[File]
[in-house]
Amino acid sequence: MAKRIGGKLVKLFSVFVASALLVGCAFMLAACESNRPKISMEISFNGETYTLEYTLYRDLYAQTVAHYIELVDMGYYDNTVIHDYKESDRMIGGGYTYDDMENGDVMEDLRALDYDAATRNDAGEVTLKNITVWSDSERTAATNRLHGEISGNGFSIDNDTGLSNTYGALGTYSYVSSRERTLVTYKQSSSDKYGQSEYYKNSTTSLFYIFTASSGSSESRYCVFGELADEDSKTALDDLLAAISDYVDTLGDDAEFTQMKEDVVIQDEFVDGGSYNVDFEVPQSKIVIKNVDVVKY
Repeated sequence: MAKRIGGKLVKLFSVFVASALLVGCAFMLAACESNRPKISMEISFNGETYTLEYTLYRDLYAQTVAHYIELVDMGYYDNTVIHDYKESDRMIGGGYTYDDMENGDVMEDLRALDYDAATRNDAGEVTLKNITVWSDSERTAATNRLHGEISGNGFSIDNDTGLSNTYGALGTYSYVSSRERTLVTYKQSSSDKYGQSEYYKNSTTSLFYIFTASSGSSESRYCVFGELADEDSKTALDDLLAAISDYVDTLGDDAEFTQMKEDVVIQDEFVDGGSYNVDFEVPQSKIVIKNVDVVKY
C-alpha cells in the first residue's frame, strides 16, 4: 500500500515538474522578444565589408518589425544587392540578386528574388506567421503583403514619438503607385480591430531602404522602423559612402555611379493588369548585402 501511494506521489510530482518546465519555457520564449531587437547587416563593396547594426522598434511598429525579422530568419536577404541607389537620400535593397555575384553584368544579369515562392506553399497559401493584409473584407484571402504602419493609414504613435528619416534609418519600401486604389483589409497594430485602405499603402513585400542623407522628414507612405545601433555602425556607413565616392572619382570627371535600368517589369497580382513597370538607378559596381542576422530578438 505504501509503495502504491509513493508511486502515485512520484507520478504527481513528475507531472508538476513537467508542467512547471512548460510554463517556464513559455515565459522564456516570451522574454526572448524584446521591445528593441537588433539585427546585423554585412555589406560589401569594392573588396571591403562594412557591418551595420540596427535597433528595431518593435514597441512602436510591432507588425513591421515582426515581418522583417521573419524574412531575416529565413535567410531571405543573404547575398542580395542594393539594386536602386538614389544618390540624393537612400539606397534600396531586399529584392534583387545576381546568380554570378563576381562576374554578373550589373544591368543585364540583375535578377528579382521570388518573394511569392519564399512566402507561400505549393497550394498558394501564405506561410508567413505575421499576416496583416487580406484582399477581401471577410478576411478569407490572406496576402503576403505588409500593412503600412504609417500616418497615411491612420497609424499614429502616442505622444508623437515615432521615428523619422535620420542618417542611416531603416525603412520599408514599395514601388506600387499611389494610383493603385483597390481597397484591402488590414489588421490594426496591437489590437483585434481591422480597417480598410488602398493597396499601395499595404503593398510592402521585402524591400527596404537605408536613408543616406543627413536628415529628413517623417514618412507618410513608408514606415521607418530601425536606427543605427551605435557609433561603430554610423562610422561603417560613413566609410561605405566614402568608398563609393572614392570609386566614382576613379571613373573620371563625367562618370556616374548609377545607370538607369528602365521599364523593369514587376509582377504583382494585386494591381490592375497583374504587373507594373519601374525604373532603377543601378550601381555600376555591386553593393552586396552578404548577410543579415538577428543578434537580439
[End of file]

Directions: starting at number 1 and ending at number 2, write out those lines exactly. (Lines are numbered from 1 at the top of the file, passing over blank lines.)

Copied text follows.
[in-house]
Amino acid sequence: MAKRIGGKLVKLFSVFVASALLVGCAFMLAACESNRPKISMEISFNGETYTLEYTLYRDLYAQTVAHYIELVDMGYYDNTVIHDYKESDRMIGGGYTYDDMENGDVMEDLRALDYDAATRNDAGEVTLKNITVWSDSERTAATNRLHGEISGNGFSIDNDTGLSNTYGALGTYSYVSSRERTLVTYKQSSSDKYGQSEYYKNSTTSLFYIFTASSGSSESRYCVFGELADEDSKTALDDLLAAISDYVDTLGDDAEFTQMKEDVVIQDEFVDGGSYNVDFEVPQSKIVIKNVDVVKY